Mailbag: New homes in Irvine means more problems for Laguna

If you think traffic is bad now — just wait. The city of Irvine is in the process of approving more than 10,000 residential units, all within 10 miles of downtown Laguna.

In an effort to raise additional funds for the construction of the Great Park (after wasting uncounted millions of dollars), Irvine is on track to approve 5,000-plus new units by converting mixed-use commercial zones to residential zones. This is in addition to the 5,000-plus units already approved for the Great Park, and an additional 1,200 units approved in the Irvine Spectrum Center.

This will generate billions of dollars for the developers (Five Points for the Great Park and Irvine Company for the Spectrum). Averaging two people per unit, this can add more than 20,000 day-trip neighbors who will visit our town, beaches and parks.

While that may have positive effects for some local business owners, the negative impacts to Laguna have not been analyzed in the Environmental Impact Report. Irvine says Laguna is outside of the "project area."

It does not take an expert to know that our city will be greatly affected by all this development. Has Irvine offered mitigation money to build parking structures, support alternative transportation, etc.? No way. All of the increase in revenue will be spent on nice new soccer fields for its manicured community.

To be fair to our city, Laguna Beach was not given notice of any of the increase in units; local community members tipped them off. The city is now scrambling to digest the convoluted reports and is in the process of hiring a traffic consultant — more money not being paid by Irvine.

Irvine will also not extend the review period for the city. Developers and Irvine stand to make millions from the additional housing. Irvine can increase funding for the Great Park while Laguna Beach will receive more traffic, stress to our parks, beaches etc.

Do we care? Do we want this additional summer traffic? Can it get worse? We all slept through the development of "Laguna Altura" at the far end of Laguna Canyon — can we afford to sleep through this? Please call your city representatives and say enough is enough. Right now the city needs our support in fighting this project.

Ginger Osborne

Laguna Beach


Egly and Rollinger support the arts

Take a northbound trolley to Diver's Cove and walk through a totally new Heisler Park and check out these three great and recently installed public art pieces near Monument Point and south of the lawn bowling area.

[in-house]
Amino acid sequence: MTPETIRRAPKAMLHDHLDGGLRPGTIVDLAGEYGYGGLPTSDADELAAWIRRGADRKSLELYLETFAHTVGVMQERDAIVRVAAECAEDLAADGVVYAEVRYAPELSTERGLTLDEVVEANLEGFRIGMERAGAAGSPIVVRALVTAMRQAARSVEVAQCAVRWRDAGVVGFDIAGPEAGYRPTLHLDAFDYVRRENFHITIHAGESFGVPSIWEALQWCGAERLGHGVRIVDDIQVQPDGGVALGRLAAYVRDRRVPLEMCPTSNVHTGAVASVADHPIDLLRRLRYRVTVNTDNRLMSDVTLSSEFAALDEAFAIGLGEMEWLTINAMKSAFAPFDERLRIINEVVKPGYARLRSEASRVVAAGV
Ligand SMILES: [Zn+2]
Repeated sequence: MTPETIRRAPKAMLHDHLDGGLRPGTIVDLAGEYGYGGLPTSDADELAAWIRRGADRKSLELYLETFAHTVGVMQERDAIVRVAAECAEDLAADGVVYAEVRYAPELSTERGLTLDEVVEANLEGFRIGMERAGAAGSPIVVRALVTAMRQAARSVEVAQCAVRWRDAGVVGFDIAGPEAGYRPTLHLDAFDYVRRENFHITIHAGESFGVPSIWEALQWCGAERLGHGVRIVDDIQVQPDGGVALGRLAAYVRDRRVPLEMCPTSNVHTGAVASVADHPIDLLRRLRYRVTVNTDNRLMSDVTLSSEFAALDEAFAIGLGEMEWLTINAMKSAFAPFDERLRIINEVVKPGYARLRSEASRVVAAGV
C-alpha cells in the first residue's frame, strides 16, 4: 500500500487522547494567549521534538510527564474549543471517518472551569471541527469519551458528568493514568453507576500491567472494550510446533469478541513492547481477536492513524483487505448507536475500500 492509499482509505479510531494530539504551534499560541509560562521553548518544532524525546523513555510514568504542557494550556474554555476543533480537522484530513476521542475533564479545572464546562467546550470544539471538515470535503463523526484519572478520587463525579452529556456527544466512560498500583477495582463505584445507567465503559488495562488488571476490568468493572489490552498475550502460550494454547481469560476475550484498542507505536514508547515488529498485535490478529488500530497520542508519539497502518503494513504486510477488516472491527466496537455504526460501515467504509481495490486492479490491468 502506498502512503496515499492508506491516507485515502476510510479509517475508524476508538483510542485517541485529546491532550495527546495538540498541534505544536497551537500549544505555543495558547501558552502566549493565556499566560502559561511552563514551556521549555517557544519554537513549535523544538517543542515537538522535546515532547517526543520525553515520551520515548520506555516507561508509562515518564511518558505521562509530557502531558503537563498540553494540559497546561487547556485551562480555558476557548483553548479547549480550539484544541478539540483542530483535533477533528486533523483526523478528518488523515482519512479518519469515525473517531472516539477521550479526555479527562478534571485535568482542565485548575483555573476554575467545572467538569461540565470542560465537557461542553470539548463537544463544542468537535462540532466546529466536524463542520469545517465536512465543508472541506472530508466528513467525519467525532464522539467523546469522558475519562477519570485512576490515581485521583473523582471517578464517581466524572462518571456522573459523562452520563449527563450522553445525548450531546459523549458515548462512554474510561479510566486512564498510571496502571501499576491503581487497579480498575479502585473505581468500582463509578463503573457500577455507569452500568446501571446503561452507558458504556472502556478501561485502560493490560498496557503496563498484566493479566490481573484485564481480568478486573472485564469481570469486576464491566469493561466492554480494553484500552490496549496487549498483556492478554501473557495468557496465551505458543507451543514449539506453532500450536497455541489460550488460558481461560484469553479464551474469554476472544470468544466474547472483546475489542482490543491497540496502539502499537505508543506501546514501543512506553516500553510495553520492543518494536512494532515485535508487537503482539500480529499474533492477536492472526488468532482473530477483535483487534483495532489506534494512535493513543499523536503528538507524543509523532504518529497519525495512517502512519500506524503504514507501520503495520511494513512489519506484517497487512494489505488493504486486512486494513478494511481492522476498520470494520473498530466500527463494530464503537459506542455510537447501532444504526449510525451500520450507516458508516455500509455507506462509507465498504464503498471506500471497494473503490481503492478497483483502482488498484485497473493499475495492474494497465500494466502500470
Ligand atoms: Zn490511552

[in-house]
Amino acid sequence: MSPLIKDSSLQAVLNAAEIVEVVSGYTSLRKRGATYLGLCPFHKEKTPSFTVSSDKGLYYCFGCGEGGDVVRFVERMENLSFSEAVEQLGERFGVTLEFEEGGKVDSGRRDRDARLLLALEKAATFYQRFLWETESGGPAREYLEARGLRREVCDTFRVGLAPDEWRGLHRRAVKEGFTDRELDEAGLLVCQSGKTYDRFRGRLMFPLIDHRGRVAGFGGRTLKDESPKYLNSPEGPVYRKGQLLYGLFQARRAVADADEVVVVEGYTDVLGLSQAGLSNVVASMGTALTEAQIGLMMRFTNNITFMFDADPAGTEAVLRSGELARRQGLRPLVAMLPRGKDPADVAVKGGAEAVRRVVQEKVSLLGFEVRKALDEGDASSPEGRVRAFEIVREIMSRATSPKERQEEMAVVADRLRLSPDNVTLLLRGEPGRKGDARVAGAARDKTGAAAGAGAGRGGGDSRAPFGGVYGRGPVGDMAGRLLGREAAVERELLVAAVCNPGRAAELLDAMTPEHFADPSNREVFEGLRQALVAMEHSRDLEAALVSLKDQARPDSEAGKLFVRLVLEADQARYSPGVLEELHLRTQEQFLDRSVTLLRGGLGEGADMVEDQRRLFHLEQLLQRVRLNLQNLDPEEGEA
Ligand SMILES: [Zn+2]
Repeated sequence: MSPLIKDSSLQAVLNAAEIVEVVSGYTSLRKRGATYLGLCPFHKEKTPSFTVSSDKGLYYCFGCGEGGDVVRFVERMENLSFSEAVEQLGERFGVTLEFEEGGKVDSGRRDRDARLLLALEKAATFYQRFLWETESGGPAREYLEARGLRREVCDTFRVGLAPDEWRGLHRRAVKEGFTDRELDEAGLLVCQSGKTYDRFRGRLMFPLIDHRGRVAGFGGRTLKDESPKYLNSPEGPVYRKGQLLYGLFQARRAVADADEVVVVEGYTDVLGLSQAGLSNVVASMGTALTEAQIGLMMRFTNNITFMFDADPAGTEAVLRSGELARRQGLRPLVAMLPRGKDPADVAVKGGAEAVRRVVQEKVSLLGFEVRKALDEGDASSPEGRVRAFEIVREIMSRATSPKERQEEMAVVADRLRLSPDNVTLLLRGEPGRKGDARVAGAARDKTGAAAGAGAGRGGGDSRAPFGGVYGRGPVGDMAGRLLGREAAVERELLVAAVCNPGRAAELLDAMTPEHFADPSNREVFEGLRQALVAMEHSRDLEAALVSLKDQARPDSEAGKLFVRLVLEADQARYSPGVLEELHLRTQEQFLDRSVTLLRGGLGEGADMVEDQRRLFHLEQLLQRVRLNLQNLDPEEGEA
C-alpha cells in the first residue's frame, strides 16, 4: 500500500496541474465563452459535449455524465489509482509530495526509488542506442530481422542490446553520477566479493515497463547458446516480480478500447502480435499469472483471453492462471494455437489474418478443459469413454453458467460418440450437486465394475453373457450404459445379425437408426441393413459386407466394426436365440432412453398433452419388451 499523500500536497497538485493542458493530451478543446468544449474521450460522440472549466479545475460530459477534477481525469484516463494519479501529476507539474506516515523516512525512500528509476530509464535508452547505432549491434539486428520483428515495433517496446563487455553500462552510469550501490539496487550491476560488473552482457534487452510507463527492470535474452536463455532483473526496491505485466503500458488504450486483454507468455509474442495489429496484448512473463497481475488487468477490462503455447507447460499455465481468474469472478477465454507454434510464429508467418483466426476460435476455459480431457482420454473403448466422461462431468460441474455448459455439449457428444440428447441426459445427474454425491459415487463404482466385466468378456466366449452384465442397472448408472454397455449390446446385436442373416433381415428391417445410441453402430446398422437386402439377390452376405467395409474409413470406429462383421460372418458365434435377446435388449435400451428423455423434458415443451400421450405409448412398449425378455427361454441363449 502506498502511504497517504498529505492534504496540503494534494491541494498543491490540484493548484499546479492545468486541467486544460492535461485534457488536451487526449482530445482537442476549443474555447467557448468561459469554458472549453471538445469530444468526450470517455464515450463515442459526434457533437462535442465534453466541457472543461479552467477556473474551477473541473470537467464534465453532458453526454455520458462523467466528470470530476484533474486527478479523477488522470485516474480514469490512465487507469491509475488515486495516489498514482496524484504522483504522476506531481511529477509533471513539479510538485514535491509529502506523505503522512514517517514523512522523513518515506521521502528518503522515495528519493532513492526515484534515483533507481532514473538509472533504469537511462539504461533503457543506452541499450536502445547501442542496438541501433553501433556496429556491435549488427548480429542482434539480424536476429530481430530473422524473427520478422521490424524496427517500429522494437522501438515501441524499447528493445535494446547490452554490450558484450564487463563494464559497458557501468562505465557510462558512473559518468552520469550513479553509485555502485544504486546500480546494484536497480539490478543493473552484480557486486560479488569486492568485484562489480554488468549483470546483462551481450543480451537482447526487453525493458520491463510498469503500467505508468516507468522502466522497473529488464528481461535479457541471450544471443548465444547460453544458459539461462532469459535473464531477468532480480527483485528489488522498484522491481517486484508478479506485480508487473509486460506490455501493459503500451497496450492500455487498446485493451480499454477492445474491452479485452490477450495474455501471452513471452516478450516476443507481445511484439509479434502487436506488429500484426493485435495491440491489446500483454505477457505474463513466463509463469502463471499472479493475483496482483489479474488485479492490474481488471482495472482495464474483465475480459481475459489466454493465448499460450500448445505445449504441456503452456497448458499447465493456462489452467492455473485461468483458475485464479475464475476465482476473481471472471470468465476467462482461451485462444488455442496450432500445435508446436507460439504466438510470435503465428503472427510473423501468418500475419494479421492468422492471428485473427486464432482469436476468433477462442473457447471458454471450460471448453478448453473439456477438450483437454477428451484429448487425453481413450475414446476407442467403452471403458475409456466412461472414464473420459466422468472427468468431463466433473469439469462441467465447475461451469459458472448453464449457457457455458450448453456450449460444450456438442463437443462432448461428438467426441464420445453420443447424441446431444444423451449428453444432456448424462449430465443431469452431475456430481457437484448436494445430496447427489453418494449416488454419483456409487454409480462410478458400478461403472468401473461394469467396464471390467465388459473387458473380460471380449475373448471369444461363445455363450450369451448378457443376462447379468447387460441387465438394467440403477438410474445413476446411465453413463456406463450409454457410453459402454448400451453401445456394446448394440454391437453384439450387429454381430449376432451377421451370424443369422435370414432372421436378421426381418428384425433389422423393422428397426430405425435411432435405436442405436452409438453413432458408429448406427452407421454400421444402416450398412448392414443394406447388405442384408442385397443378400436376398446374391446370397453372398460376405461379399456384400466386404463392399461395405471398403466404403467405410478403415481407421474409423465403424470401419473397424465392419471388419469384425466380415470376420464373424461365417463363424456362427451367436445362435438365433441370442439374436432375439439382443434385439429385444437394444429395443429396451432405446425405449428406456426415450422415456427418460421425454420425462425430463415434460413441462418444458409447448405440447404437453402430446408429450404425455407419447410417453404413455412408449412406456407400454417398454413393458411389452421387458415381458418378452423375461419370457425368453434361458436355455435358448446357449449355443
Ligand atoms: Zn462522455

Our 9/11 Semper Memento by Jorg Dubin, the big 16-foot Breaching Whale by Jon Seeman, adjacent to the new amphitheater and just installed, and two wonderful rock benches and gears by Scott and Naomi Schoenherr.

The new step-up drinking fountain is an eyeful and end your walk at the coolest place in the park, the gazebo near Las Brisas.

More reasons to vote for the incumbents for city council, Jane Egly and Verna Rollinger.

Roger Carter

Laguna Beach


Animal welfare more important than creating a delicacy

California isn't the only place looking out for the welfare of ducks and geese. The Compass Group, a British company that caters events such as Wimbledon, has decided it will no longer serve foie gras due to ethical concerns.

It's an important reminder that California's foie gras ban was the right thing to do, even as chefs and restaurants look for sneaky loopholes to continue serving diseased livers to diners. Birds force-fed for foie gras have up to 4 pounds of grain and fat pumped into their stomachs through metal pipes every day.

The pipes sometimes puncture the birds' throats, and the force-feeding process causes their livers to balloon to as much as 10 times their natural size, sometimes causing their livers to burst. It is common for birds who have been force-fed to suffer from hepatic encephalopathy, a serious brain ailment that occurs when their livers fail. This seems radical for a moment of gustatory sensation.

Hopefully other businesses and states will also find their moral compass and agree that it is better to have a big heart for animal welfare than to dine on their engorged livers, especially when chefs are capable of creating so many other wonderful options.

Tanya Petrovna

Palm Springs

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